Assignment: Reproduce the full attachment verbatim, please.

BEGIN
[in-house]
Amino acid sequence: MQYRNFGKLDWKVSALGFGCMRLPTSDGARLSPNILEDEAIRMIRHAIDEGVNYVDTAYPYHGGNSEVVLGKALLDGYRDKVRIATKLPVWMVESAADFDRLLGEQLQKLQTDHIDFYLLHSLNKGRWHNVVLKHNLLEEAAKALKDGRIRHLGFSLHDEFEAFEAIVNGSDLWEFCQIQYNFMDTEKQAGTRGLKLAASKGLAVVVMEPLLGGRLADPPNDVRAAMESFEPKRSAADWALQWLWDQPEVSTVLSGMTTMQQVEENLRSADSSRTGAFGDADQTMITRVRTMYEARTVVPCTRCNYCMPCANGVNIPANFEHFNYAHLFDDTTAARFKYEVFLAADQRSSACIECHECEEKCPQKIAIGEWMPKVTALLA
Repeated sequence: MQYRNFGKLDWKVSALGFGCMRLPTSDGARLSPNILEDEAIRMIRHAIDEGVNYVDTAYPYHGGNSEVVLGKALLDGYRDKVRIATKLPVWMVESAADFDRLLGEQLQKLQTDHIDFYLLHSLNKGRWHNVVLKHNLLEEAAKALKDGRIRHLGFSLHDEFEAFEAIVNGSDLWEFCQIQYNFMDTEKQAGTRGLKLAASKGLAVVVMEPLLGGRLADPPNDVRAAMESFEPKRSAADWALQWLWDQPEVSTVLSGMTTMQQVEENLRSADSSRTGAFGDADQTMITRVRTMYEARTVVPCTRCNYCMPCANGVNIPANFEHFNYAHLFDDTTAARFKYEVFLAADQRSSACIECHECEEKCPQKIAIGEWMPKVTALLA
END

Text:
[in-house]
Amino acid sequence: MQYRNFGKLDWKVSALGFGCMRLPTSDGARLSPNILEDEAIRMIRHAIDEGVNYVDTAYPYHGGNSEVVLGKALLDGYRDKVRIATKLPVWMVESAADFDRLLGEQLQKLQTDHIDFYLLHSLNKGRWHNVVLKHNLLEEAAKALKDGRIRHLGFSLHDEFEAFEAIVNGSDLWEFCQIQYNFMDTEKQAGTRGLKLAASKGLAVVVMEPLLGGRLADPPNDVRAAMESFEPKRSAADWALQWLWDQPEVSTVLSGMTTMQQVEENLRSADSSRTGAFGDADQTMITRVRTMYEARTVVPCTRCNYCMPCANGVNIPANFEHFNYAHLFDDTTAARFKYEVFLAADQRSSACIECHECEEKCPQKIAIGEWMPKVTALLA
Repeated sequence: MQYRNFGKLDWKVSALGFGCMRLPTSDGARLSPNILEDEAIRMIRHAIDEGVNYVDTAYPYHGGNSEVVLGKALLDGYRDKVRIATKLPVWMVESAADFDRLLGEQLQKLQTDHIDFYLLHSLNKGRWHNVVLKHNLLEEAAKALKDGRIRHLGFSLHDEFEAFEAIVNGSDLWEFCQIQYNFMDTEKQAGTRGLKLAASKGLAVVVMEPLLGGRLADPPNDVRAAMESFEPKRSAADWALQWLWDQPEVSTVLSGMTTMQQVEENLRSADSSRTGAFGDADQTMITRVRTMYEARTVVPCTRCNYCMPCANGVNIPANFEHFNYAHLFDDTTAARFKYEVFLAADQRSSACIECHECEEKCPQKIAIGEWMPKVTALLA